Very serious side effects -- including seizures, coma, respiratory arrest, and death -- have been reported in people who abused GHB. Trials of Xyrem, however, have not reported these effects with the doses used in treatment for cataplexy.

    Antidepressants. Antidepressant drugs are not approved for treatment of cataplexy, but they are commonly used to manage this condition. Unfortunately, there have been few studies conducted on antidepressant treatment of cataplexy, and there are little data on which type of antidepressant work bests. A 2008 review of antidepressants for narcolepsy noted the lack of good quality evidence to support their use and urged for more clinical trials.

    Antidepressants used for cataplexy, hallucinations, sleep paralysis, and management of REM symptoms include:

    • Tricyclic antidepressants: Protriptyline (Vivactil), clomipramine (Anafranil), imipramine (Janimine, Tofranil), and desipramine (Norpramin, Pertofrane)
    • Selective serotonin reuptake inhibitors (SSRIs): Fluoxetine (Prozac), paroxetine (Paxil), and sertraline (Zoloft)
    • Newer antidepressants: Venlafaxine (Effexor)

    Tricyclics were the first antidepressants used for cataplexy; they were also one of the first treatments for cataplexy. They can be helpful for some patients but have many unpleasant side effects, including dry mouth, constipation, and weight gain. Tricyclics can also lower blood pressure and cause disturbances in heart rhythm.

    SSRIs have fewer side effects than tricyclics but may not work as well for cataplexy control. The most common side effects include nausea, drowsiness or insomnia, headache, weight gain, and sexual dysfunction.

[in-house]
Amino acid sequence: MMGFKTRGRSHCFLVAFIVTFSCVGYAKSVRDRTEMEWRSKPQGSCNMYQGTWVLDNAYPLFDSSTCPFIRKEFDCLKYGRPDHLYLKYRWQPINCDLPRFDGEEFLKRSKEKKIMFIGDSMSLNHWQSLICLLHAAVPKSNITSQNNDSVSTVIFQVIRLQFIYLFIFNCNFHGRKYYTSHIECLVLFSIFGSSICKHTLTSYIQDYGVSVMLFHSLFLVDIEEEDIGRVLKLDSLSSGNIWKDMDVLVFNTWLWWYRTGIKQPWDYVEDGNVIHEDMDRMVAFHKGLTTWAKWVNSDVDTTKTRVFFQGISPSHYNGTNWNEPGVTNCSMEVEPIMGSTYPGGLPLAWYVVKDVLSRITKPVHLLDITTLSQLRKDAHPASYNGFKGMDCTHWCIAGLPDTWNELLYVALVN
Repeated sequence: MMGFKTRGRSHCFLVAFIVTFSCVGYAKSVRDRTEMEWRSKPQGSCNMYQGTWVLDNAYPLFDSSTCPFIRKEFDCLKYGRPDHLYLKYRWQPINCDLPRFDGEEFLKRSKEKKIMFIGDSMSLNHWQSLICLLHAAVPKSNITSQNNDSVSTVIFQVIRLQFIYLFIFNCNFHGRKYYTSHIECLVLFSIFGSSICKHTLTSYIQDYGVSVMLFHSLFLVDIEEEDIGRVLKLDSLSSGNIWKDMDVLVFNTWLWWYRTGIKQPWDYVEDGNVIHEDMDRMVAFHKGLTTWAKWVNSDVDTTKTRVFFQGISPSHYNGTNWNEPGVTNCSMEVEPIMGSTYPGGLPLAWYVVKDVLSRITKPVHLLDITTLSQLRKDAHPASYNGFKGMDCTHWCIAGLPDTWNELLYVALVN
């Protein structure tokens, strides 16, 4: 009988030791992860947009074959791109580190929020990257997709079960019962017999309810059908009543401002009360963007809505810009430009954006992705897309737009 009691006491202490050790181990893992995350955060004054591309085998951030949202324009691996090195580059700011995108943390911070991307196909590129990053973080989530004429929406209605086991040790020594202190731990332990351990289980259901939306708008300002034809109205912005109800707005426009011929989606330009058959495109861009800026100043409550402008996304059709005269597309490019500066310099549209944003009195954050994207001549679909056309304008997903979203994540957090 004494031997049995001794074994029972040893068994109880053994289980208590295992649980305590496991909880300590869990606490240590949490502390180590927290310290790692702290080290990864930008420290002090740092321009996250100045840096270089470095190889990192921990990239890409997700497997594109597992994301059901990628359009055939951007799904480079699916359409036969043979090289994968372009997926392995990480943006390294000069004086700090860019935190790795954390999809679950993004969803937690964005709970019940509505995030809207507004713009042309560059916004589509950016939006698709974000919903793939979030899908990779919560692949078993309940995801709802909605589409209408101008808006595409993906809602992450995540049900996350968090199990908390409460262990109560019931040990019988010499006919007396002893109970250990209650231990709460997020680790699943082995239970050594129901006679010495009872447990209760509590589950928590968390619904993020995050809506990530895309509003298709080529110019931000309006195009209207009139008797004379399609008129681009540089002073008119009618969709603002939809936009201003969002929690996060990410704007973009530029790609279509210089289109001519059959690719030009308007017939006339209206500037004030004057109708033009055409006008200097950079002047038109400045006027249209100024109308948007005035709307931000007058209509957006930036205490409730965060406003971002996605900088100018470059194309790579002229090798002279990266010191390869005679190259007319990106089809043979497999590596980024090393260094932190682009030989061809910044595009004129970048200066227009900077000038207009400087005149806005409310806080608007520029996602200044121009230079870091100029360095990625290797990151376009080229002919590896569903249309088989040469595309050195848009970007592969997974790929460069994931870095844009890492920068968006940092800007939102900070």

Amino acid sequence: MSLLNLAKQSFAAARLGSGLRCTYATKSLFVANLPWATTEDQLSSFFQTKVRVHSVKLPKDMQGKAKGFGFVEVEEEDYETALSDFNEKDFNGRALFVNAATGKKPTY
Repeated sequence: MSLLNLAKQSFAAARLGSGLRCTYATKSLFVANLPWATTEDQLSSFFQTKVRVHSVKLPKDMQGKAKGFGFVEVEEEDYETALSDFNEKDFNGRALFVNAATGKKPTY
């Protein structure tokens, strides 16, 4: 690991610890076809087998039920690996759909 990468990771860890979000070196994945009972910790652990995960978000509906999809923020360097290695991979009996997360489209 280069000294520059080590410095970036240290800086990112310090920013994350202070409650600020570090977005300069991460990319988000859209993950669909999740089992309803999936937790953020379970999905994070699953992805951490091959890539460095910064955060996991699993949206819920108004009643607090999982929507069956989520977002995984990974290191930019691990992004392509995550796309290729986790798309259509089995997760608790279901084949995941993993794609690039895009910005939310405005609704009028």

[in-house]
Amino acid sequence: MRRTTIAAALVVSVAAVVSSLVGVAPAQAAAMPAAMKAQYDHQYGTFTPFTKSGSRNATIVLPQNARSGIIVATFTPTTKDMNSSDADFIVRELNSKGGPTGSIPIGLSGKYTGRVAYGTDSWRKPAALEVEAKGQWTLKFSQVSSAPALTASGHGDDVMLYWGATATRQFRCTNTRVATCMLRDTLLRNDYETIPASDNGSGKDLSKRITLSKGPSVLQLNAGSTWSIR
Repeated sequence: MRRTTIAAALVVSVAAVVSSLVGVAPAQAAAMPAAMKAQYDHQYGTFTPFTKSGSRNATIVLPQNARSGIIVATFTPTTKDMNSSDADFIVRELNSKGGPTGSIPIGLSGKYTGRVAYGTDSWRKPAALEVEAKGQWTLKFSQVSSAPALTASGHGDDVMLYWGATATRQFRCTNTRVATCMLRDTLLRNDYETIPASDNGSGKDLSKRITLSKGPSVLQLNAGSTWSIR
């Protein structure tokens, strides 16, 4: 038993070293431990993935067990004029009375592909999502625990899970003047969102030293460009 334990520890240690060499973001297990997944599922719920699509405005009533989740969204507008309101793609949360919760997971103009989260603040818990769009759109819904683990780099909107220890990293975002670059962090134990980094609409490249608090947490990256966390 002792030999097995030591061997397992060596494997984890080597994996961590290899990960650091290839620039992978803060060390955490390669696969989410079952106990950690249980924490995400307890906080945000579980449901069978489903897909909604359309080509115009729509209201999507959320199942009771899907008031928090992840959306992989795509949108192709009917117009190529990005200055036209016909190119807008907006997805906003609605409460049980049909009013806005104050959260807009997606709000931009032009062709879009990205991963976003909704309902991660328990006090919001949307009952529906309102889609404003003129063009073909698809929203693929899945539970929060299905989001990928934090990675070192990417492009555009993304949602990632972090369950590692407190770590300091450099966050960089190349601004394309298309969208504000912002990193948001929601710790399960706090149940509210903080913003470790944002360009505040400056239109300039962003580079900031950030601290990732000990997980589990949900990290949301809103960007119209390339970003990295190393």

Venlafaxine (Effexor) is a selective serotonin and norepinephrine reuptake inhibitor (SSNRI) that has shown promising results for treatment of cataplexy. Some patients with narcolepsy, and their doctors, report that venlafaxine seems to work best of all the antidepressants.

    Monoamine Oxidase Inhibitors (MAOIs). Selegiline (Eldepryl, Movergan), also known as deprenyl, is an MAOI that blocks monoamine oxidase B, an enzyme that degrades dopamine. MAOIs may play a role in narcolepsy, but how much benefit this group of drugs provides is not well proven.

    Selegiline has significant side effects:

    • It interacts with nearly every antidepressant. Patients suffering from depression should discuss all treatment options with their doctor.
    • People taking any monoamine oxidase inhibitor are at risk for high blood pressure if they consume tyramine-containing foods or beverages, including aged cheeses, most red wines, vermouth, dried meats and fish, canned figs, fava beans, and concentrated yeast products.

    [For more information, see In-Depth Reports #8: Depression and #51: Parkinson's disease for more complete discussion of MAOIs.]